Friday, November 21, 2008

Communication: Hey! What's Doing? (3)

Consumer credit was also making it easy for the American population to buy on time, even when they did not have the money. Newer products were continually being produced flooding the buyers market with enticing advertisements that awakened an irresistible urge of "Ooooooh... this I must have." So by the end of the 1920s "nearly half of the American population had purchased automobiles, radios, and other consumer goods such as refrigerators and vacuum cleaners.

In 1925, the Radio Corporation of America (RCA) released statistics indicating that of the 26,000,000 homes in the United States, 5,000,000, or 19.2 percent, had radio receivers, though the number of broadcast listeners was estimated at 20,000,000. In his Historical Dictionary of the 1920s (1988), James S. Olson notes that sales of radio went from $60 million in 1922 to $843 million in 1929. It is estimated that by 1929, approximately 35 to 40 percent of American families owned radios, and the number ran considerably higher, in some cases up to 75 percent, in both wealthy suburban and larger metropolitan areas." (36)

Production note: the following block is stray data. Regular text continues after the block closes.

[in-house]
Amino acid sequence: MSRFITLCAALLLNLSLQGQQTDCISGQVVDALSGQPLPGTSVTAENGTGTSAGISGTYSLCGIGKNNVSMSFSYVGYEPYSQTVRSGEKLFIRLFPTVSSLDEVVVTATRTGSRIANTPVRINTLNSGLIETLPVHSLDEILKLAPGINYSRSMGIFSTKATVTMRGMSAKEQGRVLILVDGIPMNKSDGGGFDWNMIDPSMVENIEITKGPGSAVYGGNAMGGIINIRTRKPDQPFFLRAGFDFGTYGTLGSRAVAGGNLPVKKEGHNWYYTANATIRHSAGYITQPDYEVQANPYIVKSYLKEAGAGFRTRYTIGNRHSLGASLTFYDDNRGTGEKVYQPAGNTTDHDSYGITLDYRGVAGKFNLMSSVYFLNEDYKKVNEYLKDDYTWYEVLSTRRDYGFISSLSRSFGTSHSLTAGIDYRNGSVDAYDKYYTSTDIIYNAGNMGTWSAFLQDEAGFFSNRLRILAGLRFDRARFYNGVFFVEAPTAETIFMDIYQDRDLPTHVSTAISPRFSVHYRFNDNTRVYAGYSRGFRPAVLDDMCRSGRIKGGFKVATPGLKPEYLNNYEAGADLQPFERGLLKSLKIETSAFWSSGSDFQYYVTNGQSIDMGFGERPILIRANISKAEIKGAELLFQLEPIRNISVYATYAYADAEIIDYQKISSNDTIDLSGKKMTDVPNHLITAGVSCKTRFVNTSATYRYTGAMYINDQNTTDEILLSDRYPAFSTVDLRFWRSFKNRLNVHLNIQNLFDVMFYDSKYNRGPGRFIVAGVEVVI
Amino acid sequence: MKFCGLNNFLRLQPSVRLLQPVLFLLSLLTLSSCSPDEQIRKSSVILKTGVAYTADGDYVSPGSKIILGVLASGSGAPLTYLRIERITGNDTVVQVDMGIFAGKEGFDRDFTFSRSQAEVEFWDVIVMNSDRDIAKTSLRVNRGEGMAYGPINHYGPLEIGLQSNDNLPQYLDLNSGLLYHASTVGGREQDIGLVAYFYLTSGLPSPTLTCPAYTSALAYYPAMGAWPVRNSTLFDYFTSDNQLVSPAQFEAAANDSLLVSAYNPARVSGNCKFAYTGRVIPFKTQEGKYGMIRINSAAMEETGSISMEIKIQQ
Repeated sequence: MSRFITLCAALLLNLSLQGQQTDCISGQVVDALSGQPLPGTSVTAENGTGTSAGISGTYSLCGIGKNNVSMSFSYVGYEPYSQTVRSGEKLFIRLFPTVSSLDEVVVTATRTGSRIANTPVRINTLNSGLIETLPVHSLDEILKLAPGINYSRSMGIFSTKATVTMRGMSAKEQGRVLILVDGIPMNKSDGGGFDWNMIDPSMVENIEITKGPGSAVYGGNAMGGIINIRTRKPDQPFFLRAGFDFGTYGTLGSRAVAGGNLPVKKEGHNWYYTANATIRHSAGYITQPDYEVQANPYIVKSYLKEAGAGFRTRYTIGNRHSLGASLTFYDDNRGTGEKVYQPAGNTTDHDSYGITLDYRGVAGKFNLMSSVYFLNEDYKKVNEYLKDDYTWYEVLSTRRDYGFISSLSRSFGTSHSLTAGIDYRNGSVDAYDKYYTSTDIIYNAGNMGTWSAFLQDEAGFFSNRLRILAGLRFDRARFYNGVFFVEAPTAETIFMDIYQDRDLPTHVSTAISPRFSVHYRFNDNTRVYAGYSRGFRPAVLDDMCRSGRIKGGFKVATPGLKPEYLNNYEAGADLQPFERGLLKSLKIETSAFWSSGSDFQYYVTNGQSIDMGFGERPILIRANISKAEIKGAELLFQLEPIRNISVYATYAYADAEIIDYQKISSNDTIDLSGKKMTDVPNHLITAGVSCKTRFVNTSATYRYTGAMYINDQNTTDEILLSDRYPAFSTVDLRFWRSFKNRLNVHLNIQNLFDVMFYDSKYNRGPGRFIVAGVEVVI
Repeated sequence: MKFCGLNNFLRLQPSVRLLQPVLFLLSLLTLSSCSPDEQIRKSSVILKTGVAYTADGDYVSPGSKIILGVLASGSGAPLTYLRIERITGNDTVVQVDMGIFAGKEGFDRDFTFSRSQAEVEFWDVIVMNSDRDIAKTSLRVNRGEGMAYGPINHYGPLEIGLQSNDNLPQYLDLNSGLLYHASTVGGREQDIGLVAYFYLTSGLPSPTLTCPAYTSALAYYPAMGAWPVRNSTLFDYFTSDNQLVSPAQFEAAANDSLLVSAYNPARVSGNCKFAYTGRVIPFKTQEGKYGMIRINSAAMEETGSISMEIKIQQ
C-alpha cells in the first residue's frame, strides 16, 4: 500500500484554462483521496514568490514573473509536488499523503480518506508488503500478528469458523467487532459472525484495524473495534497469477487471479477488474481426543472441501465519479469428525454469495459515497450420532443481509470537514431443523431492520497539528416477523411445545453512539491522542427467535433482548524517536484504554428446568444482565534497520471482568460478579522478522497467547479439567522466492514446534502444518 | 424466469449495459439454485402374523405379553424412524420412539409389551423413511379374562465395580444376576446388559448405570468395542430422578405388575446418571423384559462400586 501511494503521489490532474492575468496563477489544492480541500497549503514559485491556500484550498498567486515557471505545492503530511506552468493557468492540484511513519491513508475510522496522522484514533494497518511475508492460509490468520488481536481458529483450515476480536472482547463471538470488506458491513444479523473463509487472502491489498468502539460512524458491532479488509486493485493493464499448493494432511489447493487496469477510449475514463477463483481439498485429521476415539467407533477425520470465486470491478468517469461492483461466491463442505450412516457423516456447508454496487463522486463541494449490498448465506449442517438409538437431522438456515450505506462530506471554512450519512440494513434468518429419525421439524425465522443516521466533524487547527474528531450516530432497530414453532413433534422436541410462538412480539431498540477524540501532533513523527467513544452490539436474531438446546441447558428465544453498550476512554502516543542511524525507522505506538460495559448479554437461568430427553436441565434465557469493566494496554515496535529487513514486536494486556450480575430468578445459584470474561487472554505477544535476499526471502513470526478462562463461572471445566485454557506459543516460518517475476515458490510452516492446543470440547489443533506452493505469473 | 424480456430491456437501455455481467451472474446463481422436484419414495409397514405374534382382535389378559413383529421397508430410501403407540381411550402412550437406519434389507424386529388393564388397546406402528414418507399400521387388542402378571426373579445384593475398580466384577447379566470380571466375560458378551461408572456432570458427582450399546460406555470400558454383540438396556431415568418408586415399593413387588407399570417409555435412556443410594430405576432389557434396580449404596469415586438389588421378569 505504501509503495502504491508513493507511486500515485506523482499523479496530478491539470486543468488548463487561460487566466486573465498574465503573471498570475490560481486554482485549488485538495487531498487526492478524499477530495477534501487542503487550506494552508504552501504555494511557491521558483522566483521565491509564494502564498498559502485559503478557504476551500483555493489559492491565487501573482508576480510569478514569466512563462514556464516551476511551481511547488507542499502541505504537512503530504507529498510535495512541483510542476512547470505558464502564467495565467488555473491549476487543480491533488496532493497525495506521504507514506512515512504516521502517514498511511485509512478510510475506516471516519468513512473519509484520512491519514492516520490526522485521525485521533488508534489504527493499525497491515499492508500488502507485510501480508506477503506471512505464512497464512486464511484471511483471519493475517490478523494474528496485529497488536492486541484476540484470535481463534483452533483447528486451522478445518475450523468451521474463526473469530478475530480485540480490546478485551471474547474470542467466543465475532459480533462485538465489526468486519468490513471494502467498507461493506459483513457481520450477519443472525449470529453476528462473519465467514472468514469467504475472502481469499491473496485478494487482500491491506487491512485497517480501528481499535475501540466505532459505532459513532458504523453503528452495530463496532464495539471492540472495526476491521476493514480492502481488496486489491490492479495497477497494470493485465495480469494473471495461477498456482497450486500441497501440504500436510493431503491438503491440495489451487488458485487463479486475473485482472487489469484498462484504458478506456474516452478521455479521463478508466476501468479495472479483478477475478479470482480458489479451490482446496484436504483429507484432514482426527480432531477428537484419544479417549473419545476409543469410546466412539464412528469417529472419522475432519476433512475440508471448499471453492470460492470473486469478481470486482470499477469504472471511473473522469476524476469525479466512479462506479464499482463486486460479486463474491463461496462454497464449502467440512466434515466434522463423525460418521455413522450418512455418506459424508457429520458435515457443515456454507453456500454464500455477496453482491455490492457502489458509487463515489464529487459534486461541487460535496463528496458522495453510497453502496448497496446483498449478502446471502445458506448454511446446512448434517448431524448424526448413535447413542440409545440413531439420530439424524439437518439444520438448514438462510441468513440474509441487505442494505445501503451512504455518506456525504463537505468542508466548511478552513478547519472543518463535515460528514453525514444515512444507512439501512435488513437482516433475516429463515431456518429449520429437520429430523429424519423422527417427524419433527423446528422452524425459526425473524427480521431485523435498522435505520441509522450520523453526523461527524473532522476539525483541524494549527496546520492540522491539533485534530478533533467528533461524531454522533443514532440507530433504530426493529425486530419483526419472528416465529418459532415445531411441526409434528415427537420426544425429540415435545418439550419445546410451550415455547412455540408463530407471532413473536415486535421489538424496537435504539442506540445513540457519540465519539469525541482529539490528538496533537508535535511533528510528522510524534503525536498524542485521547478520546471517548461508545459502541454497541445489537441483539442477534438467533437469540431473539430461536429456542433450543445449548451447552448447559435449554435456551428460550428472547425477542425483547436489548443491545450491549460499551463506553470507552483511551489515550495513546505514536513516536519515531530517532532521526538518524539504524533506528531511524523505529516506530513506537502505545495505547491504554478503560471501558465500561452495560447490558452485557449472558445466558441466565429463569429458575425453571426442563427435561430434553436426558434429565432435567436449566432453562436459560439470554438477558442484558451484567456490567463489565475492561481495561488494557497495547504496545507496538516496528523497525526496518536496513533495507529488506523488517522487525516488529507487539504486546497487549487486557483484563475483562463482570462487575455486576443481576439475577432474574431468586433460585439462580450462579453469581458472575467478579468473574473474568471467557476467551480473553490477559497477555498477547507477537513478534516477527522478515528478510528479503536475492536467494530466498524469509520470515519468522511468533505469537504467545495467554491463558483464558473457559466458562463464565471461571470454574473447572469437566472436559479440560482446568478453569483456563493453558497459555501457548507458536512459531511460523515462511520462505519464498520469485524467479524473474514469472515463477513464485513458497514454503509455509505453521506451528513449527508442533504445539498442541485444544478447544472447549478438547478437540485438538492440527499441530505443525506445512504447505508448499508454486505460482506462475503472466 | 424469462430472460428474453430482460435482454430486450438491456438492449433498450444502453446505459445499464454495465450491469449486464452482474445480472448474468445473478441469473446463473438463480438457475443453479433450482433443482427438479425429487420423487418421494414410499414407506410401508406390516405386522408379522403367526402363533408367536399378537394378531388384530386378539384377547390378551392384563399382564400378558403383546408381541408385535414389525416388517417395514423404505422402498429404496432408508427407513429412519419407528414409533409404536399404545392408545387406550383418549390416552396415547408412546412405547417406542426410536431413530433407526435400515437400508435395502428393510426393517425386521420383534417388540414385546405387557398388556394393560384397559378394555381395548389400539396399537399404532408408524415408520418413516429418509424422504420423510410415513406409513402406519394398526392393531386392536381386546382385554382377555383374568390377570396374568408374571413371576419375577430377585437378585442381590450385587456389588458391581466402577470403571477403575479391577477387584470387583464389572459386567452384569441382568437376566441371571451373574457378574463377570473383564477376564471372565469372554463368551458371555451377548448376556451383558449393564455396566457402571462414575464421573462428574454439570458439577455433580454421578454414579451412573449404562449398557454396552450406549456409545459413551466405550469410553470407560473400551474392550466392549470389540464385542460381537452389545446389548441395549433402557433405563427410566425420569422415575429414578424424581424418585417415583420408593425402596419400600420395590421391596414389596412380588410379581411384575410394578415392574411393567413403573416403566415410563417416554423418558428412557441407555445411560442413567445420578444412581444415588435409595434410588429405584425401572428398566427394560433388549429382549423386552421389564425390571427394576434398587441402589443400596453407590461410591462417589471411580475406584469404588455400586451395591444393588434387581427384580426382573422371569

For more information about Early Radio Broadcasting, visit the Communications Page of

The radio had its high priority in just about every household as a form of recreation from early morning until far into the night . Since then television, computers, the internet , cell-phones and pod-casting, have been playing an integral form of communication in our lives as well as revolutionizing the use of leisure time.

Sources Utilized to Document Information

So everybody, Hey, what's doing? :-)


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